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Hydrogen as a panacea? Importance and construction of directional certainty for key decisions on alternative transformation paths – INSIGHTS for policy making

The German government as well as a range of industry stakeholders are putting a major emphasis on the importance of green hydrogen as a pathway to decarbonization, as exemplified by the National Hydrogen Strategy of 2020. The starting point of the project is the observation that there is currently a danger of a massive ‘overbooking’ of green hydrogen given limited supply and import opportunities. If found to be problematic, a strong reliance on the availability of green hydrogen could lead to misconceptions in key decisions about alternative transformation paths in climate, energy and innovation policy and in corporate investment decisions in the next five years and thus potentially have negative effects on other transformation paths.

The aim of the project is to analyze in which application areas hydrogen appears to make sense for achieving climate goals, and in which application areas a focus on hydrogen could lead to a crowding-out of alternative and more efficient technologies, which would unnecessarily increase the problem of providing sufficient quantities of renewable electricity. Building on the findings of the interdisciplinary literature on socio-technical transitions and the findings of the ITA project Governance of Radical System Innovations (Go) on the importance of certainty about the direction of travel for the successful transformation of energy, industry and mobility systems, the project will identify current and planned development paths of hydrogen use in the application fields industry, heat, electricity and transport and analyze their interactions with other technologies and transition pathways.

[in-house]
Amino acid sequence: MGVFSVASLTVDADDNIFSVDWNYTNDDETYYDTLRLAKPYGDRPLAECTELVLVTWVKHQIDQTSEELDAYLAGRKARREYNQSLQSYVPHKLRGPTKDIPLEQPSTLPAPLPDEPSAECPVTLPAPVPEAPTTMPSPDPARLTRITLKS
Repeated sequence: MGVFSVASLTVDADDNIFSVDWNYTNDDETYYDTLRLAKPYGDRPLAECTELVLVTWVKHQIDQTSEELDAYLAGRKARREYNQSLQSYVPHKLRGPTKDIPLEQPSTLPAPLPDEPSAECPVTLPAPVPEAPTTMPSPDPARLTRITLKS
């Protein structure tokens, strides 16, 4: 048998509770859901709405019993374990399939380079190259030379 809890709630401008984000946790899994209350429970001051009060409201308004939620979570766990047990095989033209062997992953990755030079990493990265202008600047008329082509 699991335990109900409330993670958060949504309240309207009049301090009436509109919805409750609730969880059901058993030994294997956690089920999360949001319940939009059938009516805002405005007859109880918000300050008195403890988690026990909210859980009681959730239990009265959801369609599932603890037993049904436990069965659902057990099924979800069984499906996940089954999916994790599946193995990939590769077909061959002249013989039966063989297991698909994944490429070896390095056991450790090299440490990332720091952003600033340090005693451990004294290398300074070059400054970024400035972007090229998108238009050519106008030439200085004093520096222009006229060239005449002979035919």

The basis for this is an estimation of the extent to which the intended use in the aforementioned fields of application exceeds the likely possible production and import capacities of green hydrogen over time. Based on insights from socio-technical transitions research and a broad stakeholder participation, the project will address the question of the importance of certainty of direction in hydrogen policy, policy mixes and actor strategies, how certainty of direction is created and the role of academia in this process. The project provides insights for key political decisions on alternative transformation paths and conclusions for the research and innovation system in Germany.

The results of the project will be communicated to academic audiences through a number of planned peer-reviewed papers. Selected content will also be made available to actors in policymaking, administration, stakeholders and civil society organizations through policy papers as well as social media contributions and workshops.

IÖW Project Team